The Geiger Counter is an instrument used for
measuring ionizing radiation.
It detects ionization radiations such as α-particles, β-
particles and γ-rays using the ionization effect
produced in a Geiger-Müller tube.
It is perhaps one of the world’s best-known radiation
In 1908,the first model of G.M. Counter was developed
by Hans Geiger and Ernest Rutherford which was only
capable of detecting α-particles.
In1928, Geiger and Walther Muller developed
advanced model of G.M. Counter consisting of sealed
G.M. Tube capable of detecting all kinds of radiations.
Interesting fact is that it was developed under-
supervision of Hans Geiger by Walther Muller who,
was PhD student of Sir Hans Geiger.
A Geiger counter consists of Geiger-Müller tube, the
sensing element which detects radiation.
Geiger-Müller tube is filled with an inert gas such as
helium, neon or argon at low pressure to which high
voltage is applied.
Tube briefly conducts electrical charge when
a particle or photon of incident radiation makes the
gas conductive by ionization.
Radiation (dark blue) is moving about randomly outside the
Some of the radiation enters the window (gray) at the end of the
When radiation (dark blue) crash with gas molecules in the tube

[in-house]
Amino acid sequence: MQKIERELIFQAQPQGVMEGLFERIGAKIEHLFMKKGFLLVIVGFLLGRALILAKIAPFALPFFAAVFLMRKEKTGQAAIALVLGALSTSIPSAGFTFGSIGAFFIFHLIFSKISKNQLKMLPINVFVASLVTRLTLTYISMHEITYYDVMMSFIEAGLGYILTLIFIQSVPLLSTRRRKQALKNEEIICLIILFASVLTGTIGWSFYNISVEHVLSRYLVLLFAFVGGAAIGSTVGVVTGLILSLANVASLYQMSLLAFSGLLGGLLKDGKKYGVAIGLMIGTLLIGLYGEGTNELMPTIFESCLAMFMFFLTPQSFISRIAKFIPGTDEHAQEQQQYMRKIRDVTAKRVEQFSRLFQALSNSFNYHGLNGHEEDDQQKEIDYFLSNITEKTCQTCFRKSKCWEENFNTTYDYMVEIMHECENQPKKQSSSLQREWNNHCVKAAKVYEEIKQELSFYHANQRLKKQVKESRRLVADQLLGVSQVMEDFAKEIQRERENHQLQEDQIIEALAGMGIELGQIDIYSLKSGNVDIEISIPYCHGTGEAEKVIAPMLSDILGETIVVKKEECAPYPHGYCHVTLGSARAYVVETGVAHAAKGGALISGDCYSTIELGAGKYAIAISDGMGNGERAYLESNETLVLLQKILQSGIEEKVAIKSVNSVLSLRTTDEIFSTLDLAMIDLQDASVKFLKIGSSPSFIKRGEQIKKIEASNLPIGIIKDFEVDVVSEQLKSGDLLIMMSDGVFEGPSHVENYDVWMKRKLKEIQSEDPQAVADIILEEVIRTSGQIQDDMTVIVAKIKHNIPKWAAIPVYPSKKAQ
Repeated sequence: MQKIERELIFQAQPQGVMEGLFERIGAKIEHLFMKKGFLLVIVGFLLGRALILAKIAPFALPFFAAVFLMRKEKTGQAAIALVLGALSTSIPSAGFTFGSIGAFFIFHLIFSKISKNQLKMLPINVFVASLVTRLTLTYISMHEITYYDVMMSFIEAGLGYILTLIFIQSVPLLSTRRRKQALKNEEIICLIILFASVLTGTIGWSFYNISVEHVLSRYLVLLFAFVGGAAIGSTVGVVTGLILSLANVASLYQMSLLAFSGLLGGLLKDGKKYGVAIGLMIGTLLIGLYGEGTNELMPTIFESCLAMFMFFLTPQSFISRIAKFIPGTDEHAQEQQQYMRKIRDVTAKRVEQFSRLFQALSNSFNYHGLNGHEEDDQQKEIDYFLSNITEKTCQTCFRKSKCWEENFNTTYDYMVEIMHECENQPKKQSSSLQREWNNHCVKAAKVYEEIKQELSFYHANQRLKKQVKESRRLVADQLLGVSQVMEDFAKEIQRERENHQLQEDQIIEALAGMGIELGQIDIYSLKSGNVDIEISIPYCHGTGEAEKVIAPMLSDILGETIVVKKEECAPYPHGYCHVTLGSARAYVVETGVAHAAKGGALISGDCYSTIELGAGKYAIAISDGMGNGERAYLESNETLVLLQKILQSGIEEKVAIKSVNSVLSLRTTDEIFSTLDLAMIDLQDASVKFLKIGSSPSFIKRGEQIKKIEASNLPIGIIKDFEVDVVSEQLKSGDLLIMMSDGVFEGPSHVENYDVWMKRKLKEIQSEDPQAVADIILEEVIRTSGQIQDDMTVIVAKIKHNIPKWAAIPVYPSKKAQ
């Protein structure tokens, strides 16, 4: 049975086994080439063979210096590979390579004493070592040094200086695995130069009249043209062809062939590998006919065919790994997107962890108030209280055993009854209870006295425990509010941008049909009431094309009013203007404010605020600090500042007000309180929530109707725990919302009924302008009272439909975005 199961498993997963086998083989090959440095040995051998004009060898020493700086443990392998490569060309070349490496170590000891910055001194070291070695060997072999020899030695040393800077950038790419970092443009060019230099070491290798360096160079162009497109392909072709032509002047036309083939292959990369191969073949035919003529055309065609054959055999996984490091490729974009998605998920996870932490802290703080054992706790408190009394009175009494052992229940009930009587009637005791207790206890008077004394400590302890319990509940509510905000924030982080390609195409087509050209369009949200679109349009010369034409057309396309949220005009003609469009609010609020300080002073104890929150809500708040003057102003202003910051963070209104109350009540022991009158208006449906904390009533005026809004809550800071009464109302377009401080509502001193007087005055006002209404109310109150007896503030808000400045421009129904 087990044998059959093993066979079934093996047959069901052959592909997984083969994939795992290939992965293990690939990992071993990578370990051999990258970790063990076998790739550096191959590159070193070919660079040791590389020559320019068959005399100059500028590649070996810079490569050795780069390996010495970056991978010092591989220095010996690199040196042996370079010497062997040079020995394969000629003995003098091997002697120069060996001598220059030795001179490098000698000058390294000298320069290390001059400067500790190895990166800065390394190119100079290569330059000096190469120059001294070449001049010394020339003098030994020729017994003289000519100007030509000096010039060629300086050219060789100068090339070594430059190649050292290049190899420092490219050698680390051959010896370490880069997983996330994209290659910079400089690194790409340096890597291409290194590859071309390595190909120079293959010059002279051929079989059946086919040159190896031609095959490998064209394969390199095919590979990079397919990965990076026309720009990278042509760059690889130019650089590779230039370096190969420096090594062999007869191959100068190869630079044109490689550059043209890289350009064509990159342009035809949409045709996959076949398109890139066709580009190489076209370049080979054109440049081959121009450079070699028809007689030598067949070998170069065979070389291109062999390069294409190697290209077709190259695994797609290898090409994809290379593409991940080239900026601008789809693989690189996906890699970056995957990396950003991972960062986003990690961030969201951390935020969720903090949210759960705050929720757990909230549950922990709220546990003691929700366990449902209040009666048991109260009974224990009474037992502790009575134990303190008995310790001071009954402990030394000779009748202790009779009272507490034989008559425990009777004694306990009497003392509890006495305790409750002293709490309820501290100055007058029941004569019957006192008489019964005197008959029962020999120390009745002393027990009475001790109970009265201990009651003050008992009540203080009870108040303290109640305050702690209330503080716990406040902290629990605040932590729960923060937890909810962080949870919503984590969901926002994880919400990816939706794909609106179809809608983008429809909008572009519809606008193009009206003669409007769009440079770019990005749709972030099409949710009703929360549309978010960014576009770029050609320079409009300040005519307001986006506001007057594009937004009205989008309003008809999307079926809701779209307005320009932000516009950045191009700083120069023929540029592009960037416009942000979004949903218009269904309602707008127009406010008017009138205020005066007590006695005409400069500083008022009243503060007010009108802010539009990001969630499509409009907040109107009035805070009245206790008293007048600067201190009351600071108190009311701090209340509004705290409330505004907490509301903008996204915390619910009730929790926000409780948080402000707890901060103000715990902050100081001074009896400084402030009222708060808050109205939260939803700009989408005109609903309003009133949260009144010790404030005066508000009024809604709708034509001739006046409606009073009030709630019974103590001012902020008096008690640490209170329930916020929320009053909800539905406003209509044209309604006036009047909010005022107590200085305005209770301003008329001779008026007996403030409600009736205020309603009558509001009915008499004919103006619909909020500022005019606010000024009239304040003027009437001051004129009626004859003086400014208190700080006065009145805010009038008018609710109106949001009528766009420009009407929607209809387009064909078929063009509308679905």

(orange), it causes ionization: some of the gas molecules are
turned into positive ions (red) and electrons (yellow).
The positive ions are attracted to the outside of the
tube (light blue).
The electrons are attracted to a metal wire (red)
running down the inside of the tube maintained at a
high positive voltage.
Many electrons travel down the wire making a burst
of current in a circuit connected to it.
Count per second:-
The number of ionizing events displayed either as a count
rate, commonly "counts per second“.
The counts readout is normally used when alpha or beta
particles are being detected.
A physical dose quantity ‘D’ representing the mean energy
imparted to matter per unit mass by ionizing radiation. Unit-
Normally used for measuring gamma or X-ray dose rates.
For the detection of alpha and beta particles.
To detect radioactive rocks and minerals in the course
of mineral prospecting or as a mineral collector.
To check for environmental levels of radioactivity.
For Fire and Police first responders to a analysis for
making an initial determination of radiation risk.